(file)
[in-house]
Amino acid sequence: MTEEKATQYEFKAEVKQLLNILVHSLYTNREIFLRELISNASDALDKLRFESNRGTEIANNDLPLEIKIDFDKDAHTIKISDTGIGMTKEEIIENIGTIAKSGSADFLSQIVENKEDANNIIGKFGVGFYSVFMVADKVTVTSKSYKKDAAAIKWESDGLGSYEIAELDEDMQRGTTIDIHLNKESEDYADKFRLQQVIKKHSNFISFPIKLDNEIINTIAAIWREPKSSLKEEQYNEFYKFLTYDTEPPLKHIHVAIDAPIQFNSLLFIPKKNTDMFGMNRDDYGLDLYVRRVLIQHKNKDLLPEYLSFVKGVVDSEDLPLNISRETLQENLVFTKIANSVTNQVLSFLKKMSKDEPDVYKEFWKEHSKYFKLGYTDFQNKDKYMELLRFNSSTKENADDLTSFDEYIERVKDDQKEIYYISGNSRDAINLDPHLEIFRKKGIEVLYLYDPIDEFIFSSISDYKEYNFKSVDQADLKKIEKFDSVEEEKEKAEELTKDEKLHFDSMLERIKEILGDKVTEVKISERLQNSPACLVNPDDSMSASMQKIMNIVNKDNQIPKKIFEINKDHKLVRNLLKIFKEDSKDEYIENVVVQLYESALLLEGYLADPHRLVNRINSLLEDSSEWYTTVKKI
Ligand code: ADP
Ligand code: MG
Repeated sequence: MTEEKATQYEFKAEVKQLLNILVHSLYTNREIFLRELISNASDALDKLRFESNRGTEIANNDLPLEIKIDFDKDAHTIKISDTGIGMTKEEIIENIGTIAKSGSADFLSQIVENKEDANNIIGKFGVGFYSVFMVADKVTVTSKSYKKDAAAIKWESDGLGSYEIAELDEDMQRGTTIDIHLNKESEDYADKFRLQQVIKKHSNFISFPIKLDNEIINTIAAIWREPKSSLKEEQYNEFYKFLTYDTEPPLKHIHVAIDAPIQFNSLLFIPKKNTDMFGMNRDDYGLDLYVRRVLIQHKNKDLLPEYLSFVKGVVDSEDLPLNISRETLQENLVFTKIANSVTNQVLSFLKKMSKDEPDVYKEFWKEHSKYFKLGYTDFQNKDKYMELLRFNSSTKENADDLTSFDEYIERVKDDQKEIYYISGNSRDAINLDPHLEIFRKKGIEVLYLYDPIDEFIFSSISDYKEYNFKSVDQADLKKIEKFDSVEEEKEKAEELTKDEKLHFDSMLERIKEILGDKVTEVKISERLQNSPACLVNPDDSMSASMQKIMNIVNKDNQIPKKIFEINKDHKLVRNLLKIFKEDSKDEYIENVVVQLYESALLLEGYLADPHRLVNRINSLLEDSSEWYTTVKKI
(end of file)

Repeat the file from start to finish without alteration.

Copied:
[in-house]
Amino acid sequence: MTEEKATQYEFKAEVKQLLNILVHSLYTNREIFLRELISNASDALDKLRFESNRGTEIANNDLPLEIKIDFDKDAHTIKISDTGIGMTKEEIIENIGTIAKSGSADFLSQIVENKEDANNIIGKFGVGFYSVFMVADKVTVTSKSYKKDAAAIKWESDGLGSYEIAELDEDMQRGTTIDIHLNKESEDYADKFRLQQVIKKHSNFISFPIKLDNEIINTIAAIWREPKSSLKEEQYNEFYKFLTYDTEPPLKHIHVAIDAPIQFNSLLFIPKKNTDMFGMNRDDYGLDLYVRRVLIQHKNKDLLPEYLSFVKGVVDSEDLPLNISRETLQENLVFTKIANSVTNQVLSFLKKMSKDEPDVYKEFWKEHSKYFKLGYTDFQNKDKYMELLRFNSSTKENADDLTSFDEYIERVKDDQKEIYYISGNSRDAINLDPHLEIFRKKGIEVLYLYDPIDEFIFSSISDYKEYNFKSVDQADLKKIEKFDSVEEEKEKAEELTKDEKLHFDSMLERIKEILGDKVTEVKISERLQNSPACLVNPDDSMSASMQKIMNIVNKDNQIPKKIFEINKDHKLVRNLLKIFKEDSKDEYIENVVVQLYESALLLEGYLADPHRLVNRINSLLEDSSEWYTTVKKI
Ligand code: ADP
Ligand code: MG
Repeated sequence: MTEEKATQYEFKAEVKQLLNILVHSLYTNREIFLRELISNASDALDKLRFESNRGTEIANNDLPLEIKIDFDKDAHTIKISDTGIGMTKEEIIENIGTIAKSGSADFLSQIVENKEDANNIIGKFGVGFYSVFMVADKVTVTSKSYKKDAAAIKWESDGLGSYEIAELDEDMQRGTTIDIHLNKESEDYADKFRLQQVIKKHSNFISFPIKLDNEIINTIAAIWREPKSSLKEEQYNEFYKFLTYDTEPPLKHIHVAIDAPIQFNSLLFIPKKNTDMFGMNRDDYGLDLYVRRVLIQHKNKDLLPEYLSFVKGVVDSEDLPLNISRETLQENLVFTKIANSVTNQVLSFLKKMSKDEPDVYKEFWKEHSKYFKLGYTDFQNKDKYMELLRFNSSTKENADDLTSFDEYIERVKDDQKEIYYISGNSRDAINLDPHLEIFRKKGIEVLYLYDPIDEFIFSSISDYKEYNFKSVDQADLKKIEKFDSVEEEKEKAEELTKDEKLHFDSMLERIKEILGDKVTEVKISERLQNSPACLVNPDDSMSASMQKIMNIVNKDNQIPKKIFEINKDHKLVRNLLKIFKEDSKDEYIENVVVQLYESALLLEGYLADPHRLVNRINSLLEDSSEWYTTVKKI